Back in 2002, Sam Raimi pioneered the modern superhero-film machine with Spider-Man – the Tobey Macguire classic that still draws countless rewatches and internet retrospectives two decades on.
21 years later, things are certainly different – with Raimi returning with this week’s highly-anticipated Doctor Strange in the Multiverse of Madness.
After nearly fifteen years away from the genre, things are pretty different. Raimi now has twice the budget and all the narrative muscle that comes with a 27-film-long MCU legacy – posing against the daunting task of fusing together horror and superheroes, two genres that haven’t played well together in ages.
Speaking to Rolling Stone, the director shared his own ‘madness’ – working across three different locations at a time between his home in L.A., London, and wherever else his actors and crew are situated, he’s caught in a multiverse of his own making, much like the film’s titular hero.
Back when Raimi kick-started filming superheroes to life, the idea of the MCU’s ‘episodic’ style with multiple ‘phases’ was certainly present in the comics, but had no real presence on screen. Funnily enough, Marvel Studios chief Kevin Feige – who perhaps draws much of the credit for creating the MCU – actually worked on Raimi’s Spider-Man films – a little-known fact that proves just how influential the director’s take on superheros actually is.
“He was a hardworking young man who was working closely with Avi Arad, who was [then] the head of Marvel,” recalls Raimi regarding his current ‘boss’. “Kevin was always there doing work behind the scenes and on set. Thank goodness I was nice to the kid!”
You might expect a serious amount of red tape and guidelines when it comes to joining the 17-strong army of directors that have helmed MCU films. While it’s certainly no easy feat, Raimi actually suggests the opposite – that Marvel was happy to let Raimi tinker around and play mad genius with the film, along with Loki screenwriter Michael Waldon.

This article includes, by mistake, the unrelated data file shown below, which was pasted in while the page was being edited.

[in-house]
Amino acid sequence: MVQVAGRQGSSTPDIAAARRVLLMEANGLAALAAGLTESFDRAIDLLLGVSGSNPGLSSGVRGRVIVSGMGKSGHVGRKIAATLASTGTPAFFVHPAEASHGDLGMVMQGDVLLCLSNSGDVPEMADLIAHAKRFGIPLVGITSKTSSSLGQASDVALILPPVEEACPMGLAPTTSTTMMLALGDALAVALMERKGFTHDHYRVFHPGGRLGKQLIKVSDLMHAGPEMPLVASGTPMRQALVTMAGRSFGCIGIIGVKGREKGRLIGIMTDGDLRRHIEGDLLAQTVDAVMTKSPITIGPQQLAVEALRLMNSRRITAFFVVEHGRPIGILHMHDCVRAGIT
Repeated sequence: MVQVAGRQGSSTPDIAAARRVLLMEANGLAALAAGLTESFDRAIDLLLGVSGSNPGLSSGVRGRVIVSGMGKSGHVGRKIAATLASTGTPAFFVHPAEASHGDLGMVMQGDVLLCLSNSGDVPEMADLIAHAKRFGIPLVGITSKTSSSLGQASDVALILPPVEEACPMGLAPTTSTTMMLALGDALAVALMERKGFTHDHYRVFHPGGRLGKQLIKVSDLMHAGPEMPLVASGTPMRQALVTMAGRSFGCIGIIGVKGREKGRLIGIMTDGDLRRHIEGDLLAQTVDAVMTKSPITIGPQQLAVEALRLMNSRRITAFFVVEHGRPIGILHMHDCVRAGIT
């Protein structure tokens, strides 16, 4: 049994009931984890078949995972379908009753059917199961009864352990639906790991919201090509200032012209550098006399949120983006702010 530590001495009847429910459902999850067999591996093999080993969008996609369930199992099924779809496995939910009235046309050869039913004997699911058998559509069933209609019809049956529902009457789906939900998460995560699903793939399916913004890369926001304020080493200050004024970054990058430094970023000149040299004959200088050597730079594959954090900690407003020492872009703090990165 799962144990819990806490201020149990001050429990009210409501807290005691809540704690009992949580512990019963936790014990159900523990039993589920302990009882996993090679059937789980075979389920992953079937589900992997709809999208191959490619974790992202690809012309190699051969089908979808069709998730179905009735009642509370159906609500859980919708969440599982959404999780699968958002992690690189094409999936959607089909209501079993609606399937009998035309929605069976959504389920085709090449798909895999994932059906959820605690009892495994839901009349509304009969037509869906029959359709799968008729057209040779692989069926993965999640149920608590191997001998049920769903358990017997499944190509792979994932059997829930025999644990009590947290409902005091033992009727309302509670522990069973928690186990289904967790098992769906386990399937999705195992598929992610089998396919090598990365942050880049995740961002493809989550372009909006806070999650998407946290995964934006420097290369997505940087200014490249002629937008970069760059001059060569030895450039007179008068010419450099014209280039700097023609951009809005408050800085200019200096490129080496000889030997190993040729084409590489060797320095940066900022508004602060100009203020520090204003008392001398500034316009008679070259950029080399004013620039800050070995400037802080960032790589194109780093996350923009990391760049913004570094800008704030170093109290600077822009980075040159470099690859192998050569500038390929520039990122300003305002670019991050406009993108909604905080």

“This may sound like I’m talking out of both sides of my mouth,” Raimi admits, “[but] Marvel allowed me complete creative freedom. However, it had to follow so many things in Marvel lore, [so] even though I had complete freedom, the previous movies and where Marvel wants to go in the future really directed the path in an incredibly specific way. Within those parameters I have freedom.”
“We had to make sure, for instance, that Doctor Strange didn’t know more than he had learned about the multiverse from No Way Home. And yet we had to make sure he wasn’t ignorant of things that he had already learned. So everything was dictated by what had become before.”
Most fans agree that Raimi’s best superhero work appeared in Spider-Man and Spider-Man 2 – with the third resulting in the least amount of discussion, rewatches, and especially memes.
The reasons for Spider-Man 3’s mixed reactions are several – it’s overstuffed with villains, a few retcons, a ridiculous amnesia plotline – someone on YouTube even compiled 142 more reasons for you to browse at your leisure.